Former German foreign minister Frank-Walter Steinmeier confirmed he proposed the so-called Steinmeier Formula in 2015 as a way to break a deadlock over implementing the stalled Minsk II process, contradicting former Ukrainian president Petro Poroshenko who denied the proposal was made.
At the same time a planned ceasefire that is a precursor to the upcoming, and first face-to-face meeting between Russian President Vladimir Putin and Ukrainian President Volodymyr Zelenskiy, failed, putting more pressure on Kyiv ahead of difficult negotiations with Russia.
The adoption of the Steinmeier formula has proven contentious, but has also been surrounded by confusion as polls in Ukraine show that few understand the details of the proposed deal.
Steinmeier, who is now Germany’s president, suggested the introduction of special temporary local self-government rule in some areas of the Donetsk and Luhansk regions to allow local elections to go ahead in Donbas, as required by the Minsk II deal. The arrangement would become permanent if the OSCE signed off on the results as free and fair.
Poroshenko rejected the deal and remains opposed to it, claiming accepting it would be tantamount to capitulating to Russia and ceding territory to Russia. Poroshenko was prominent amongst the 10,000 demonstrators that attended a “No Capitulation” demonstration on Maidan square at the weekend.
Zelenskiy signed off on the deal last week as a necessary step to restart the Normandy Four (Ukraine, Russia, France and Germany) meetings. Zelenskiy stressed that the elections will happen under Ukrainian law, and insisted that combatants withdraw and that Kyiv takes control of the Russian-Ukrainian border again before any elections can happen.
In his first public comments on this deal, Steinmeier confirmed he proposed the deal, which was an attempt to simplify the difficult process of fulfilling the Minsk Accords when the Normandy format talks in Paris stalled, he told the BBC.
“The steps that were supposed to have taken place by both sides were too great,” Steinmeier said. “That’s why the formula doesn’t involve anything more than an attempt to make from large steps, which the conflict’s participants didn’t want to make, a series of smaller steps that – despite their essence and consequences – still need to be agreed upon.”
Poroshenko also alleged that Putin refused to adopt the German version of the formula at the time and worked out a separate version. “That argument is strange to me considering one of the representatives of the then-president was present,” Steinmeier said.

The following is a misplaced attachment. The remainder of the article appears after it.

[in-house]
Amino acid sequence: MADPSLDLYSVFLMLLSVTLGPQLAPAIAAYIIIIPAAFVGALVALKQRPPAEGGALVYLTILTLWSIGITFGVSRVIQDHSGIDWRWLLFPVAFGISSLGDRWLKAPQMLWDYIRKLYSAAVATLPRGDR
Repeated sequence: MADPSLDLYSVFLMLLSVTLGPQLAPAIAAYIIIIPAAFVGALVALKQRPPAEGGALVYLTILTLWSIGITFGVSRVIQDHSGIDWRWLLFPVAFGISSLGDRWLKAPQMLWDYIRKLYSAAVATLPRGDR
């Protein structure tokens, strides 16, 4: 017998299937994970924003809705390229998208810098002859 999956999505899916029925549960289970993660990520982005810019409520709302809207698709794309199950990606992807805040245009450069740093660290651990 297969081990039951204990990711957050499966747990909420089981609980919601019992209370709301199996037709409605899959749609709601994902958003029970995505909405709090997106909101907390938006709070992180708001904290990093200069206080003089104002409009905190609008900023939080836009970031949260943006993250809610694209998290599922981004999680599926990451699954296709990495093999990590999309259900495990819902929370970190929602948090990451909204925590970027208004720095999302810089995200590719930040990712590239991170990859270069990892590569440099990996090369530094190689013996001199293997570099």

In an attempt to clarify the dispute, then-Ukrainian foreign minister Pavlo Klimkin said there was never an agreed-upon Steinmeier formula because the former German foreign minister outlined the proposal in a document after a deadlocked meeting of foreign ministers in the Normandy format in October 2, 2015.
“It was understood to everyone that our view of Minsk and the Putinist view were diametrically opposed,” Klimkin said, at which point Steinmeier proposed a series of steps in the event that elections in occupied Donbas are held and approved. “This didn’t lead to anything, after which there was an interesting meeting of the ministers, during which we discussed these ideas for about three hours. And that didn’t end with anything. And then the well-known idea was born, the letter of Steinmeier and [former French foreign minister Laurent] Fabius, in which they outlined at least the logic of the proposal. And then wrote that this is an idea for further talks. So there was never any kind of defined formula.”
The reaction to Zelenskiy's decision to accept the Steinmeier framework – many of the details still need to be settled and will be the subject of the upcoming Normandy Four talks – has been strong, with Ukrainian nationalists and Poroshenko supporters fearing an attempt to appease Russia and the lost of sovereignty over the Donbas region. Zelenskiy's team claimed that the protests at the weekend were a paid-for provocation and downplayed the opposition to the deal. Zelenskiy does have a huge mandate to attempt a peace process after he was swept into office earlier this year with 73% of the votes, and led his campaign on bringing an end to the undeclared war in the Donbas.